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Larry Campbell is an electrical contractor with 36 years of experience in residential and light commercial electrical wiring.
In your home"s wiring system, the grounding system is a critical safety feature. In the event of some kind of breakdown in the system, the grounding system provides a path of least resistance that ensures current will flow safety back to the earth itself. It thus reduces the chances that a short circuit can cause a fire or life-threatening shock. The final and most important part of a home"s grounding system consists of a metal ground rod driven deep into the earth, wiring thatconnects thisrod to a service panel or utility meter base grounding lug, and the connector clamp between the wiring and the rod.
This "earth ground"is a very important part of your electrical system to ensure electrical safety. According to the National Electrical Code, or NEC, a ground system should have a grounding resistance of 25 ohms or less. Achieving this may requiremore than one ground rod.
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Ground Rod Length
The grounding rod that connects the home grounding system into the earth is a long metal rod, usually copper bonded to steel, galvanized iron, or stainless steel.
Ground rods come in both 8-foot and 10-foot lengths, with 8-foot being the most common size used in residential installations. As a rule, ground rods must be a minimum of eight feet long and should not be cut down. In very dry ground, which provides more resistance than moist soil (meaning it does not accept electricity as readily), ground rods are sometimes stacked and joined with a special clamp so they can extend deeper into the earth.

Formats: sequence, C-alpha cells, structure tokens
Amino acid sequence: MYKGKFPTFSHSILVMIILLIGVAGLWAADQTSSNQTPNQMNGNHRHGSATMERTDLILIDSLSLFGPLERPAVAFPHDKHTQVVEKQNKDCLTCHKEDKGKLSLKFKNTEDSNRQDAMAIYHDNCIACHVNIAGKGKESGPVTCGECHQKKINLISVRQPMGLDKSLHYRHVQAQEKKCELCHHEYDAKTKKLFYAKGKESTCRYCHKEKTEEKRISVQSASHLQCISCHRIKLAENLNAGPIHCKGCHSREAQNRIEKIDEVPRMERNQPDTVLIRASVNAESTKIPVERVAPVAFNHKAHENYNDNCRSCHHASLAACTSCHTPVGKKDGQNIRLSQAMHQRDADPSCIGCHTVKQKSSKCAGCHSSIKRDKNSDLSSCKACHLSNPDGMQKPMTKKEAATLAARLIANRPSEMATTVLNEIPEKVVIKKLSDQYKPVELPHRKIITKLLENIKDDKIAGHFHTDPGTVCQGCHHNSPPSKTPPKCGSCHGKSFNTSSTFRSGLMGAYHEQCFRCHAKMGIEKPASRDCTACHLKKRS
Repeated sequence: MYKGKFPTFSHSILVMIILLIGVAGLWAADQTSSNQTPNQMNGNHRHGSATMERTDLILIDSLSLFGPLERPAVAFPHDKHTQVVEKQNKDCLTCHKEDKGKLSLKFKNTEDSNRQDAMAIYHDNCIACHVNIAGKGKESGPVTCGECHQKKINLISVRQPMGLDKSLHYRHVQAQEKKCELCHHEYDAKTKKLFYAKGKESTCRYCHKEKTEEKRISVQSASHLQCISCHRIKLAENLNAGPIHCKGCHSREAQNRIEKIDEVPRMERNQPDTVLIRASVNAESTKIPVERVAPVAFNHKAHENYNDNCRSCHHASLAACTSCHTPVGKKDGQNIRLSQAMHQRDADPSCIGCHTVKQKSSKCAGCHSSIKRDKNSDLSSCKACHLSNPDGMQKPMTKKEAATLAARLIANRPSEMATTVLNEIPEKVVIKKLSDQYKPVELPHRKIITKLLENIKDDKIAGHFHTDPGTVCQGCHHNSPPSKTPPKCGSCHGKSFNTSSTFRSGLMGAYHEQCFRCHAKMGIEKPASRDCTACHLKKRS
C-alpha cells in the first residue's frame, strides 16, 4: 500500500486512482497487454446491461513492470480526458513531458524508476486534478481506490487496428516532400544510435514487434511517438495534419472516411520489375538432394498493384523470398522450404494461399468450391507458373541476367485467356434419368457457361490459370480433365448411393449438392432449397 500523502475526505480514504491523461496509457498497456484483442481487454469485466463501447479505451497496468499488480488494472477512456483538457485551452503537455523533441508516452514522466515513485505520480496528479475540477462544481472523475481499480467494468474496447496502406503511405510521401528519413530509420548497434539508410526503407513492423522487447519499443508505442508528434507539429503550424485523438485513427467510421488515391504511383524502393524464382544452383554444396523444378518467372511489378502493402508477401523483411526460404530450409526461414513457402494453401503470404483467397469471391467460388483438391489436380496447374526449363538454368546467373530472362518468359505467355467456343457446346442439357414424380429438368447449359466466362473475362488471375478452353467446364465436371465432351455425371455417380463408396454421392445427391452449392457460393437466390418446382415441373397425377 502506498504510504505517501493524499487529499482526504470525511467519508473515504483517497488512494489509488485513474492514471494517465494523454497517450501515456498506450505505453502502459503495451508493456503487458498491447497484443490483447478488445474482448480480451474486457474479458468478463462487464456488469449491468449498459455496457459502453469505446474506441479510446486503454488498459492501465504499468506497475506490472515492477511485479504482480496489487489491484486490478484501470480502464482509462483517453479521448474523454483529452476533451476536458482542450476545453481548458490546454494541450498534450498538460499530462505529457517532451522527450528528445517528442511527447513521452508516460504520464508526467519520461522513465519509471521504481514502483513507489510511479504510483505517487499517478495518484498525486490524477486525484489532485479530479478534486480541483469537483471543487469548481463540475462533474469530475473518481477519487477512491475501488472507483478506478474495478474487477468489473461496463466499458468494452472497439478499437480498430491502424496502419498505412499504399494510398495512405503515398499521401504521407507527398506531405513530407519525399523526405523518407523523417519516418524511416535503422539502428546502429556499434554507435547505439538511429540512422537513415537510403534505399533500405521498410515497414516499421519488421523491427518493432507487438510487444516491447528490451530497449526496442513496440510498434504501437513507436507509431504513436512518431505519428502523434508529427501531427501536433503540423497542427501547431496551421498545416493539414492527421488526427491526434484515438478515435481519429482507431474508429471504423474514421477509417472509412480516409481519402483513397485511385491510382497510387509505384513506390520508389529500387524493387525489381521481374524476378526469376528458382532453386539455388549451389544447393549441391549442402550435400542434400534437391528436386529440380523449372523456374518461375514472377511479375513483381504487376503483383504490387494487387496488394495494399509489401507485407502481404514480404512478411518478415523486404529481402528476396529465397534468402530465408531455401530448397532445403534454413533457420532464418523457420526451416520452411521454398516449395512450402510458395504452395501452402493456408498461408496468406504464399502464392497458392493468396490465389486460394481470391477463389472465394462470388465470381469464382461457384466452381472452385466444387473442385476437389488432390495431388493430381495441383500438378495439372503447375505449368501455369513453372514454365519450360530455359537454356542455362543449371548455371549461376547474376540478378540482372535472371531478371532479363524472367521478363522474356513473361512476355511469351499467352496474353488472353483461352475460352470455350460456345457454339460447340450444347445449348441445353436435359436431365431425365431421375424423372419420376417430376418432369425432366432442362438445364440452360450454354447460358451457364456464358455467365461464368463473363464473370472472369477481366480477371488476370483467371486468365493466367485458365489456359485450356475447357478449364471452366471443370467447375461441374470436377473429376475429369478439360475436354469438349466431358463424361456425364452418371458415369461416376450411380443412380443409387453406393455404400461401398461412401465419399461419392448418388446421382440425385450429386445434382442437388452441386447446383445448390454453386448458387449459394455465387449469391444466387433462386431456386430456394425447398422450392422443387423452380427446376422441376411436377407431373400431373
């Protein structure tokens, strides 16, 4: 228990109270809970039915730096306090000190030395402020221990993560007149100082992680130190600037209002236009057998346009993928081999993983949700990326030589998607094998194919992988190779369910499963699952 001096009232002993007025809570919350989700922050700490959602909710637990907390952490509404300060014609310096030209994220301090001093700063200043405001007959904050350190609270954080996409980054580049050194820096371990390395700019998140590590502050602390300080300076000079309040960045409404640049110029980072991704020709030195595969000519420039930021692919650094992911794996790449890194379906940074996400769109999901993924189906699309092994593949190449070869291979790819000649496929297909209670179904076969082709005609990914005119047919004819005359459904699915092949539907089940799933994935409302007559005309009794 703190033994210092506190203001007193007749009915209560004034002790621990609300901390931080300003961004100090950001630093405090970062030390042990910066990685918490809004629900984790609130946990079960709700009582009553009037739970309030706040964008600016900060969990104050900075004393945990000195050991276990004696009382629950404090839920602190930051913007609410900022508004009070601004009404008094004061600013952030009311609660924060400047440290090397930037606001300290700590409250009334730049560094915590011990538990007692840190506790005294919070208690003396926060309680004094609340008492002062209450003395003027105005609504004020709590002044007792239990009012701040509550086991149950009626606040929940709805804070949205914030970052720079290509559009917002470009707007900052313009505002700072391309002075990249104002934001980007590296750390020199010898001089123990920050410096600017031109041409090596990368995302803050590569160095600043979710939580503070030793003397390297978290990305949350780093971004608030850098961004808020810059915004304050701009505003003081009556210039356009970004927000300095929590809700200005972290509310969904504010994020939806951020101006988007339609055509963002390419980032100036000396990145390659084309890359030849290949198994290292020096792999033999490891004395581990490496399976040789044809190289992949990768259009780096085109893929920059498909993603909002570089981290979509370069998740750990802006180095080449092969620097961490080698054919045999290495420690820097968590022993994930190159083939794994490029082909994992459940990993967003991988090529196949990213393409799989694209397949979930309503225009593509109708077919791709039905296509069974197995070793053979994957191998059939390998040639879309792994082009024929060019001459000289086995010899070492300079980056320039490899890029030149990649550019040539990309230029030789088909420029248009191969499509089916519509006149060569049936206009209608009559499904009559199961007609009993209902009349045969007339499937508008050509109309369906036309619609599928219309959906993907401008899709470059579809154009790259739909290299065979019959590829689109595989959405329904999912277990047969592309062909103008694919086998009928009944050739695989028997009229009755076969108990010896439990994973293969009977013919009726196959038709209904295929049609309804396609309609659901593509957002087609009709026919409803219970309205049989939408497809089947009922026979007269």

Another option is to add a second ground rod. This is usually a better option, but the rods must be at least six feet apart, according to the NEC.
Note: Most local jurisdictions and local power companies require the 2-ground rod method to pass inspection. Some counties also allow or require a footing or foundation ground connection for new construction.
Whenever possible, ground rods should go into moist soil around your home. Usually, the area close to the foundation has enough moisture due to runoff water from downspouts.
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It is unwise and unsafe to install the shorter, 4-foot ground rods often sold for grounding things like TV antennas and other individual devices. These are not legal for grounding the home electrical service, and they can cause your grounding system to fail when it is needed most.